Yes, but she meant I could not change anything according to my own ideas. After that I made it clear to her that corrections would be only according to Sri Aurobindo’s latest version. Some
words had been misread and I had suggested what might be the right reading. But we would not dare to change anything on our own. I told her this. And Mother quite understood the situation.
“That’s a different matter,” she said.
So she approved of my making my suggestions, and many of them were found to be correct when the manuscripts were checked.
Have you written about this anywhere?
Part of it is there in Our Light and Delight. To anyone who reads it carefully, the Mother’s attitude towards the correction of copying mistakes and such things should be clear enough.
But most of the conversation recorded there [Our Light and Delight, pp. 23 – 25] is not about such corrections at all.
It is about a statement I wanted to include in the Publisher’s Note. I wanted to say that certain passages in Parts II and III had not received Sri Aurobindo’s final revision. The Mother’s strong reaction to this has been quoted as if it showed that she was against correcting copying mistakes or typographical errors in Savitri. But she never objected to corrections of that kind. Naturally she wanted Sri Aurobindo’s own words to be printed in Savitri, not a version with words accidentally substituted by others.
Later, the Mother even accepted the substance of what I had wanted to write in the Publisher’s Note. She agreed to have it included in the Note before the letters at the end of the 1954 edition. It was only something in my attitude that had provoked her reaction. This was her way of working. It brought about a great change in me.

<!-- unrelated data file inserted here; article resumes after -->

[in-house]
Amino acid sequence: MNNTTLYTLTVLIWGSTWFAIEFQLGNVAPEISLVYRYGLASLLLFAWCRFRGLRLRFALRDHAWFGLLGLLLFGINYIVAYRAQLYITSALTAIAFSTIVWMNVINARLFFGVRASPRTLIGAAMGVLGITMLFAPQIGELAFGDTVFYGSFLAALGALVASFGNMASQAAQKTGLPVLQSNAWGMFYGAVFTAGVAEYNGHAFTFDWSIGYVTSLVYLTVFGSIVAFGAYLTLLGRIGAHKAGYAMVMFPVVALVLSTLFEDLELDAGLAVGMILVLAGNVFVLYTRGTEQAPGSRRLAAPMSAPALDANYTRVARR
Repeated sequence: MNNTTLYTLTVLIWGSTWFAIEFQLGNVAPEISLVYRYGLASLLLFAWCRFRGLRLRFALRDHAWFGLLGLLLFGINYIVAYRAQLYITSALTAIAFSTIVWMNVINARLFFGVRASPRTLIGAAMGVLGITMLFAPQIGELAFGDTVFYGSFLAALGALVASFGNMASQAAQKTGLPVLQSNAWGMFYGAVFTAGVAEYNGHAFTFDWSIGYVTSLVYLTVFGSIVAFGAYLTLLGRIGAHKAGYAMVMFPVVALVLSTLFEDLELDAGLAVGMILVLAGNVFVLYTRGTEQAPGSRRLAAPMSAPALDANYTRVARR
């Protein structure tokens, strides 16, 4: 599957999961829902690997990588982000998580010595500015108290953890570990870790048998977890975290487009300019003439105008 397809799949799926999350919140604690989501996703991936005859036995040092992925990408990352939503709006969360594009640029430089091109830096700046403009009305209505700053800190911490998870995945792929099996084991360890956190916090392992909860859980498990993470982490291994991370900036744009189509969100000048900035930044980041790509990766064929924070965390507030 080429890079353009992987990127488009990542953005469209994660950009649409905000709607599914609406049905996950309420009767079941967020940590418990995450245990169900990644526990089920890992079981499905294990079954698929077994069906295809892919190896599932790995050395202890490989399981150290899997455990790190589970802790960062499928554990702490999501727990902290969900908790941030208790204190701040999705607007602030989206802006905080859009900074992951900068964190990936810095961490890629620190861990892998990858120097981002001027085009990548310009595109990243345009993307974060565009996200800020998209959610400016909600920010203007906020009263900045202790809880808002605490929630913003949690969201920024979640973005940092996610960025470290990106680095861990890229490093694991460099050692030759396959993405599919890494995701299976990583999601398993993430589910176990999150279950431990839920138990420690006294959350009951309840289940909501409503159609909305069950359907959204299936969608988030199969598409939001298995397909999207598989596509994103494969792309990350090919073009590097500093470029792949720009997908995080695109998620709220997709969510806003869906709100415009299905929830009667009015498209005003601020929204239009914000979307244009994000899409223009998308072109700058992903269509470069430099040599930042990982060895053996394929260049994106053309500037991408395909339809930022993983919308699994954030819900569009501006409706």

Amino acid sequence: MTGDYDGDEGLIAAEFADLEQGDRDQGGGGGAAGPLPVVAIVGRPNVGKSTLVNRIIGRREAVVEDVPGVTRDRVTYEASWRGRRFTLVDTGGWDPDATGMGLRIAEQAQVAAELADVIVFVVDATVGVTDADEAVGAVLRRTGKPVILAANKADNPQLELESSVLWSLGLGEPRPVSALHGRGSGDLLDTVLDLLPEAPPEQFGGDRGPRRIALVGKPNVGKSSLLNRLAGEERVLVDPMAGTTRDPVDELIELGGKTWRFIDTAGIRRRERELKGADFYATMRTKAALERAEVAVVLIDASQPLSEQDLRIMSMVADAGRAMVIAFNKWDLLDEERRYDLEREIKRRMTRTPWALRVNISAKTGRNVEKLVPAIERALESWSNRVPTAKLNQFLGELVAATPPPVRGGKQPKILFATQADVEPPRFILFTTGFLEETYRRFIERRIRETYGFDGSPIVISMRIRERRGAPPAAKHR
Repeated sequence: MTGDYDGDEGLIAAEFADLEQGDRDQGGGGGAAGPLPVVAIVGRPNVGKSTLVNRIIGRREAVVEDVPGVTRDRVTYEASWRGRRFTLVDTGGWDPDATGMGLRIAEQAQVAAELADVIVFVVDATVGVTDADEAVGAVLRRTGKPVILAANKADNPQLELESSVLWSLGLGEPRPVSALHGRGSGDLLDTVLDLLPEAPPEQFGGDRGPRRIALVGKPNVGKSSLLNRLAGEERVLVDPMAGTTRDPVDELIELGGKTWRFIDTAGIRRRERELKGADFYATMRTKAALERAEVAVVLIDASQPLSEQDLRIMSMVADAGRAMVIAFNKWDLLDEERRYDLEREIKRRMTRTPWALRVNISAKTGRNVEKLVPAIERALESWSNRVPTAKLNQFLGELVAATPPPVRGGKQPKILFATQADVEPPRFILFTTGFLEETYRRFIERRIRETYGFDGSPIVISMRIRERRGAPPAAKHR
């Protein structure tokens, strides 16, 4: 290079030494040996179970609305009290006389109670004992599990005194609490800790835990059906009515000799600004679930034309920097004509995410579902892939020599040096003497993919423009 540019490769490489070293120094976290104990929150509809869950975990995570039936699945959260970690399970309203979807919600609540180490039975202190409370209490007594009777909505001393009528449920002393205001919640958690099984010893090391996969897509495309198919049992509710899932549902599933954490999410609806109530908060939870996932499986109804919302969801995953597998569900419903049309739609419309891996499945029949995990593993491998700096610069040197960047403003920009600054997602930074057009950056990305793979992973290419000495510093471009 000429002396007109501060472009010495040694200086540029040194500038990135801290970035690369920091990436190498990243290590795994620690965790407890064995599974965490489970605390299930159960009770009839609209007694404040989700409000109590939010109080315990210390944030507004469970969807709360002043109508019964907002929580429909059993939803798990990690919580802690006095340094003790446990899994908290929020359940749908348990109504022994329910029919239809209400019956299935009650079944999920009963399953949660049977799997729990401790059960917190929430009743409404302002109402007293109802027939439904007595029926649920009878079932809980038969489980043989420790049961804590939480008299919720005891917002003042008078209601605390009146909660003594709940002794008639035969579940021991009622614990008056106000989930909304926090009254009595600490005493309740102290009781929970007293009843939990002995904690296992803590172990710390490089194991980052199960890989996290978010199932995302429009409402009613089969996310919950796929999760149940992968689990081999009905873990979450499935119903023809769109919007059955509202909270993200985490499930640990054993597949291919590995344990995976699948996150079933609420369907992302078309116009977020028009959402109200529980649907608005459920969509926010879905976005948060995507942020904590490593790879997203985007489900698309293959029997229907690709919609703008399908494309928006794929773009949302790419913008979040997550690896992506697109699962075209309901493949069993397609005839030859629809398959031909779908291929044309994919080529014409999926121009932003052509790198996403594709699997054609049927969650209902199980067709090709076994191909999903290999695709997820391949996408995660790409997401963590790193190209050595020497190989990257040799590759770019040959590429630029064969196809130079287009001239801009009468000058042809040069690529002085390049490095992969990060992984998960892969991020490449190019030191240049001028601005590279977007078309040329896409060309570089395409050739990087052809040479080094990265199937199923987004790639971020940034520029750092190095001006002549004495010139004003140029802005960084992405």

Extracts from Our Light and Delight by Amal Kiran
. . . when the second volume of the first edition of Savitri was under preparation, a sadhak had stressed to the Mother the danger of sending the proofs to me. The Mother seems even to have passed an order against sending them. But Prithwisingh and Nirod made urgent representations to her, saying that it would be a great mistake not to let me see the proofs, for I had made very appropriate suggestions in the past, which had been found correct when the typed copy had been compared with the original manuscript. So the Mother cancelled her order but left, of course, the final decision in the hands of Nolini and Nirod. [p.23]
“Mother,” I said, “I am not wanting you to sanction the changing of commas and such things. All I want is that in some sort of Publisher’s Note we should say that certain passages in Parts II and III did not receive final revision: otherwise critics will think that they are what Sri Aurobindo intended them finally to be.”
Some time afterwards, when I was putting together the letters which Sri Aurobindo had written to me on Savitri to serve as a supplement in the last part of the volume, I spoke to the Mother of an introductory note to them. She consented to listen to what I had a mind to write. In that note most of the points which I had previously put to her but which she had rejected came in again, amidst some other matters. She approved of all of them unconditionally. And when I proposed that this note might go as a footnote in small print she expressed her wish that it should go as a real introduction in its own right. [p. 27]